July 16, 2013
Pharmacy Compounding Bills Would Endanger Patients, Public Citizen Tells Lawmakers
Comments Submitted to House Subcommittee Call for Stronger FDA Oversight
WASHINGTON, D.C. – Three proposed bills related to federal oversight of pharmacy compounding would put patients at significant risk by allowing companies calling themselves compounding pharmacies to manufacture drugs without meeting the same safety standards required of brand name and generic drug manufacturers, according to comments submitted by Public Citizen to the Health Subcommittee of the House Energy and Commerce Committee for its hearing today.
The comments acknowledge legitimate medical needs for traditional drug compounding, the individualized production of medicines according to a physician’s prescription for a patient with unique medical needs. But Public Citizen criticizes three pending pieces of legislation for weakening the Food and Drug Administration’s (FDA) ability to police the activities of large-scale compounding manufacturers that would serve a larger group of patients. These companies mass-produce standardized drugs, engaging in activities that exceed the scope of traditional compounding practice, and should be regulated as drug manufacturers under federal law. The three bills would weaken federal drug manufacturing standards by permitting compounders to engage in scaled-up manufacturing activity without first seeking new drug approval or meeting important federal labeling requirements.
The three proposals are the Pharmaceutical Compounding Quality and Accountability Act (S. 959), Verifying Authority and Legality in Drug (VALID) Compounding Act (H.R. 2186) and a draft bill recently proposed by U.S. Rep. Morgan Griffith (R-Va.).
The proposed measures come after a tainted injectable steroid drug made by the New England Compounding Center sickened 749 people, 61 of whom have died.
“Rather than strengthening the oversight of traditional pharmacy compounding, any of these bills, if enacted, would undermine the strict legal standards for ensuring the safety and effectiveness of manufactured drugs that have been in place in the U.S. for more than half a century,” said Dr. Michael Carome, director of Public Citizen’s Health Research Group and the co-author of today’s comments. “To varying degrees, the proposed bills would result in the further growth of substandard – and what is currently illegal – drug manufacturing that has been allowed to thrive under the guise of pharmacy compounding.”
Public Citizen argues that S. 959 would create a “second, substandard tier of drug manufacturers, confusingly called ‘compounding manufacturers,’” which would not be required to get new drug approval by the FDA or comply with the standard federal labeling requirements. “All drug manufacturers should be held to the same standards,” the comments say.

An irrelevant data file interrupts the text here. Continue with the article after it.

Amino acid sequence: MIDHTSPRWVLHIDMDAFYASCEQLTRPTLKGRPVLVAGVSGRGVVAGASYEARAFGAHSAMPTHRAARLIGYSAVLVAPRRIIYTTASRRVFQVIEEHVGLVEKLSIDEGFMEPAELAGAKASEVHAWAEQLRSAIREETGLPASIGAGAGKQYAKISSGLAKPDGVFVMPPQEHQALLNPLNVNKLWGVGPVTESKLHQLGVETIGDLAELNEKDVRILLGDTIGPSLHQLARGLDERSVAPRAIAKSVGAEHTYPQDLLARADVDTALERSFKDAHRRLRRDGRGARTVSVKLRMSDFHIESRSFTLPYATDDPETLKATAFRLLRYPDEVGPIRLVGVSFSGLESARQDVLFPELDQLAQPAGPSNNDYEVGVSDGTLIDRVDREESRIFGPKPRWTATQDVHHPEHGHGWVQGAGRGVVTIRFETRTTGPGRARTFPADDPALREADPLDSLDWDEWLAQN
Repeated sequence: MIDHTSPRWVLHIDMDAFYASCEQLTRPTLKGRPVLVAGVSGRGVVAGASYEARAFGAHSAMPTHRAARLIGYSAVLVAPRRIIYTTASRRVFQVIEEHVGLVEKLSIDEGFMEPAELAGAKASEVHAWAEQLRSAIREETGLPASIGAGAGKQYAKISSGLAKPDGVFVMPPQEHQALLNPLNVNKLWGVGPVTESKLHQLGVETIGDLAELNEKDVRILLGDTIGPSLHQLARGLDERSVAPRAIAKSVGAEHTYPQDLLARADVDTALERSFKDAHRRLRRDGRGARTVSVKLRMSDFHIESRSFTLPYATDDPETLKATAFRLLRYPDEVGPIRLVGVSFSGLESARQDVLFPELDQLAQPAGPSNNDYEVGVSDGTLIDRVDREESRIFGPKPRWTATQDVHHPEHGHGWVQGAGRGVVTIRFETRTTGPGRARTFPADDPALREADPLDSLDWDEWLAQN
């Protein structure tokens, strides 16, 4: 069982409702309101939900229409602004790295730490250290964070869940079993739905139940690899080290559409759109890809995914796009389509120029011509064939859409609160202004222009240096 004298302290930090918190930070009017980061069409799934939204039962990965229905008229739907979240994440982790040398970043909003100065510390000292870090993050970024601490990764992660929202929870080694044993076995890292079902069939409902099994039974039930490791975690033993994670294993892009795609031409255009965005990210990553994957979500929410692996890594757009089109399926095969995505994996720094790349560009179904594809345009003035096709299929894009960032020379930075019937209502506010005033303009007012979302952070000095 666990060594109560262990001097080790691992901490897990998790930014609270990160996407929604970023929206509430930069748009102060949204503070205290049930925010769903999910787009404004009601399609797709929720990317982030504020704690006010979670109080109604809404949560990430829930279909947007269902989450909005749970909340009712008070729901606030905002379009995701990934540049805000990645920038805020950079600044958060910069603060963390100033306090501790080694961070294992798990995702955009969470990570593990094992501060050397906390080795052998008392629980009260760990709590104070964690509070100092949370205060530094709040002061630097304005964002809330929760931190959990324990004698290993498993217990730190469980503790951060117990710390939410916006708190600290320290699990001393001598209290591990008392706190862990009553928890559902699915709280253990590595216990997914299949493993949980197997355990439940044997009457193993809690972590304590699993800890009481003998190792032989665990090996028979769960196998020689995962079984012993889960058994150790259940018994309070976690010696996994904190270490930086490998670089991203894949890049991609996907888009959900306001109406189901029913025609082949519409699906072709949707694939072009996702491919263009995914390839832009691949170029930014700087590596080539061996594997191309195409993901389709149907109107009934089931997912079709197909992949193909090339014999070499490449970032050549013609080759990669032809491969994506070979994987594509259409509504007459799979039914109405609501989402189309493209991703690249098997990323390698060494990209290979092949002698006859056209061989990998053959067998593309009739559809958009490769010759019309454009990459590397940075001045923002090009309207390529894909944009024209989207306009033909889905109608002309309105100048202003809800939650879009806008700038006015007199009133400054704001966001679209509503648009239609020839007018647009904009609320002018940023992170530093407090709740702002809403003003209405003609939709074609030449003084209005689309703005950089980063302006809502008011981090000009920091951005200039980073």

The draft bill proposed by Griffith would allow drugs to enter the market with minimal standards of safety oversight. The standards are similar to those allowed by S. 959 and would maintain an “advanced compounding” provision that has been abused by compounders in the past. It also permits unlimited non-patient-specific purchasing by health care providers of compounded drugs to be administered in a health care setting – a category of drugs that already is high-risk.
The VALID Compounding Act would allow pharmacy compounders to scale up their manufacturing without seeking new drug approval by permitting them to compound without individual patient-specific prescriptions as long as the pharmacy registers with the FDA and follows other conditions yet to be specified.
While there are important differences between the three bills, none would require compounding pharmacies that mass-produce standardized drugs to seek pre-market approval from the FDA or meet important federal labeling requirements. Pre-market approval is necessary to show that a drug is safe and effective, and to verify that manufacturing practices are appropriate and the finished product meets quality standards before it is sold. Labeling requirements ensure that important safety information and directions for use are accurately communicated to health care providers and patients.
“Despite several hearings to date, none of the proposed solutions would make patients safer and end the compounding pharmacy health crisis,” said Dave Sterrett, health care counsel at Public Citizen.
Public Citizen outlined four things a bill should do to ensure improved safety for consumers:
– Draw a clear line between drug manufacturing and compounding, with no loopholes for large-scale production of unapproved drugs;
– Strengthen the FDA’s ability to monitor this dividing line by requiring compounders to register with the FDA and giving it authority to inspect traditional pharmacies;
– Prevent dangerous compounding of high-risk drugs by giving the FDA authority to identify dosage forms and active ingredients that cannot be compounded; and
– Require clear, standardized warning labels displaying to providers and users of compounded products that they are not FDA-approved.
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